The fragment shader also has access to the read-only built-in variable gl_FrontFacing whose value is true if the fragment belongs to a front-facing primitive, and false otherwise. This value can be used to select between two colors calculated by the vertex shader to emulate two-sided lighting, or it can be used to apply completely different shading effects to front and back surfaces. A fragment derives its facing direction from the primitive that generates the fragment. All fragments generated by primitives other than polygons, triangles, or quadrilaterals are considered to be front facing. For all other fragments (including fragments resulting from polygons drawn with a polygon mode of GL_POINT or GL_LINE), the determination is made by examination of the sign of the area of the primitive in window coordinates. This sign can possibly be reversed, depending on the last call to glFrontFace. If the sign is positive, the fragments are front facing; otherwise, they are back facing.

These special input variables have global scope and can be referenced only from within a fragment shader. They are intrinsically declared with the following types:

vec4 gl_FragCoord;
bool gl_FrontFacing;

4.2.4. Special Output Variables

The primary purpose of a fragment shader is to compute values that will ultimately be written into the frame buffer. Unless the keyword discard is encountered, the output of the fragment shader goes on to be processed by the fixed function operations at the back end of the OpenGL pipeline. Fragment shaders send their results on to the back end of the OpenGL pipeline by using the built-in variables gl_FragColor, gl_FragData, and gl_FragDepth. These built-in fragment shader variables have global scope, and they may be written more than once by a fragment shader. If they are written more than once, the last value assigned is the one used in the subsequent operations. They can also be read back after they have been written. Reading them before writing them results in undefined behavior.

The color value that is to be written into the frame buffer (assuming that it passes through the various back-end fragment processing stages unscathed) is computed by the fragment shader and stored in the built-in variable gl_FragColor. As it exits the fragment processor, each component of gl_FragColor is clamped to the range [0,1] and converted to fixed point with at least as many bits as are in the corresponding color component in the destination frame buffer. Most shaders compute a value for gl_FragColor, but it is not required that this value be computed by all fragment shaders. It is perfectly legal for a shader to compute values for gl_FragDepth or gl_FragData instead. The shader could also use the discard keyword to mark the fragment as one to be discarded rather than used to update the frame buffer. Note that if subsequent fixed functionality consumes fragment color and an execution of a fragment shader does not write a value to gl_FragColor, the behavior is undefined.

If depth buffering is enabled and a shader does not write gl_FragDepth, the fixed function value for depth is used as the fragment's depth value. Otherwise, writing to gl_FragDepth establishes the depth value for the fragment being processed. As it exits the fragment processor, this value is clamped to the range [0,1] and converted to fixed point with at least as many bits as are in the depth component in the destination frame buffer. Fragment shaders that write to gl_FragDepth should take care to write to it for every execution path through the shader. If it is written in one branch of a conditional statement but not the other, the depth value will be undefined for some execution paths.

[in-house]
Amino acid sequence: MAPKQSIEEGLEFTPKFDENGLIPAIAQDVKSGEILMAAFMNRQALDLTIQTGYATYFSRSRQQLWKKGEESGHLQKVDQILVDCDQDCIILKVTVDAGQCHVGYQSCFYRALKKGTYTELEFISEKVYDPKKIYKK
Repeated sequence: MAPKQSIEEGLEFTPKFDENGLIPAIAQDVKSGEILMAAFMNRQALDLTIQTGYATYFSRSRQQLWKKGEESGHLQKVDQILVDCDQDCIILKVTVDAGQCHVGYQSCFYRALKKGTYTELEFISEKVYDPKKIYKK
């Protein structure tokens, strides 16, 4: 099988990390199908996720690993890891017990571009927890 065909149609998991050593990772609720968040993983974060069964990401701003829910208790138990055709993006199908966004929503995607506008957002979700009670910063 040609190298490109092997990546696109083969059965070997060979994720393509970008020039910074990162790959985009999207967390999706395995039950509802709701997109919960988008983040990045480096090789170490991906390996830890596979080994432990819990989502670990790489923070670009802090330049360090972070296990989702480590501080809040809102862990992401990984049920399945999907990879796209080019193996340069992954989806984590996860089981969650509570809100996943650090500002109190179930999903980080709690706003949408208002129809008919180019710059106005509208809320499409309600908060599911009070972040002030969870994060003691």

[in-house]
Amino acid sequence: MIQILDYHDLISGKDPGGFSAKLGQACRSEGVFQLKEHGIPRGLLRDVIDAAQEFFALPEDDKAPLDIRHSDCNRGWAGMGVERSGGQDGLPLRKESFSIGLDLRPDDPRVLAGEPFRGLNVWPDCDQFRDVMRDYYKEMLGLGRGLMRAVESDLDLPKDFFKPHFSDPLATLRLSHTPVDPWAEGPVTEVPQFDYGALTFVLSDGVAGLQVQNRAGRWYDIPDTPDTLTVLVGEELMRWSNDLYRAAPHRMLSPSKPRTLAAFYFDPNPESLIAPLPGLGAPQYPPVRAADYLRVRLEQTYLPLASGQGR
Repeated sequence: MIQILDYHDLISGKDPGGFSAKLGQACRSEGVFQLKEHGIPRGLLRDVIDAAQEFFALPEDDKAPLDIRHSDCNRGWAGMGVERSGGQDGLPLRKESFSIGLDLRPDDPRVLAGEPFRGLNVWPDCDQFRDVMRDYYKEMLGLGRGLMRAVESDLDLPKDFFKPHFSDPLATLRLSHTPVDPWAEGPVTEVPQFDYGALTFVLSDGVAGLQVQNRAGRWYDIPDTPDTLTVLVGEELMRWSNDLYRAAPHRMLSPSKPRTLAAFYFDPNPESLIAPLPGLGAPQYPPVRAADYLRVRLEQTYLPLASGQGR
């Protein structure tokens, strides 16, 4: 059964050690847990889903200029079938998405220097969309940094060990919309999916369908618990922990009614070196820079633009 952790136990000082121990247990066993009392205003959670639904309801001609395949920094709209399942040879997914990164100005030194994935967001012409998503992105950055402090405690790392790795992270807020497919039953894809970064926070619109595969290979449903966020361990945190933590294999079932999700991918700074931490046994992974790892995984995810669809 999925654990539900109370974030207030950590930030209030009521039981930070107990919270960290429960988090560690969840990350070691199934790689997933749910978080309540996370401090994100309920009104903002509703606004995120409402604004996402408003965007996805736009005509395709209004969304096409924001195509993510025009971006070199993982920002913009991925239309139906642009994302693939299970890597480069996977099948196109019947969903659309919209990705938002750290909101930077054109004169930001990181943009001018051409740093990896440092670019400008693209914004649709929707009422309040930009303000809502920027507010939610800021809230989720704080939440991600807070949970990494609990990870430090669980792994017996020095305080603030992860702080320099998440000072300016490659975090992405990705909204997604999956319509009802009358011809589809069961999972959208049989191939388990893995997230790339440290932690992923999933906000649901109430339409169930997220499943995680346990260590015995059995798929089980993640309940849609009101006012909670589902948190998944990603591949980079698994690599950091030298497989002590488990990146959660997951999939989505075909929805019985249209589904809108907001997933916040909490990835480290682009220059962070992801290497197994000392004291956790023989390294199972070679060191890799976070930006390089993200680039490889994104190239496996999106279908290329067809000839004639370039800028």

The z component of gl_FragCoord contains the depth value resulting from the preceding fixed function processing. It contains the value that would be used for the fragment's depth if the shader contained no writes to gl_FragDepth. This component can be used to achieve an invariant result if a fragment shader conditionally computes gl_FragDepth but otherwise wants the fixed functionality fragment depth.

The values written to gl_FragColor and gl_FragDepth do not need to be clamped within a shader. The fixed functionality pipeline following the fragment processor clamps these values, if needed, to the range required by the buffer into which the fragment will be written.

gl_FragData is an array that can be assigned values that are written into one or more offscreen buffers. The size of this array is implementation dependent and can be queried with glGet with the symbolic constant GL_MAX_DRAW_BUFFERS. The offscreen buffers that are modified as a result of writing values into gl_FragData within a fragment shader are specified with glDrawBuffers. The value written into gl_FragData[0] updates the first buffer in the list specified in the call to glDrawBuffers, the value written into gl_FragData[1] updates the second buffer in the list, and so on. If subsequent fixed function processing consumes a value for gl_FragData[i] but this value is never written by the fragment shader, then the data consumed by the fixed function processing is undefined.

A fragment shader may assign values to gl_FragColor or gl_FragData but not both. If a shader executes the discard keyword, the fragment is discarded, no update of the frame buffer contents is performed, and the values of gl_FragDepth, gl_FragData and gl_FragColor become irrelevant.

The fragment shader output variables have global scope, can be referenced only from within a fragment shader, and are intrinsically declared with the following types:

vec4  gl_FragColor;
vec4  gl_FragData[gl_MaxDrawbuffers];
float gl_FragDepth;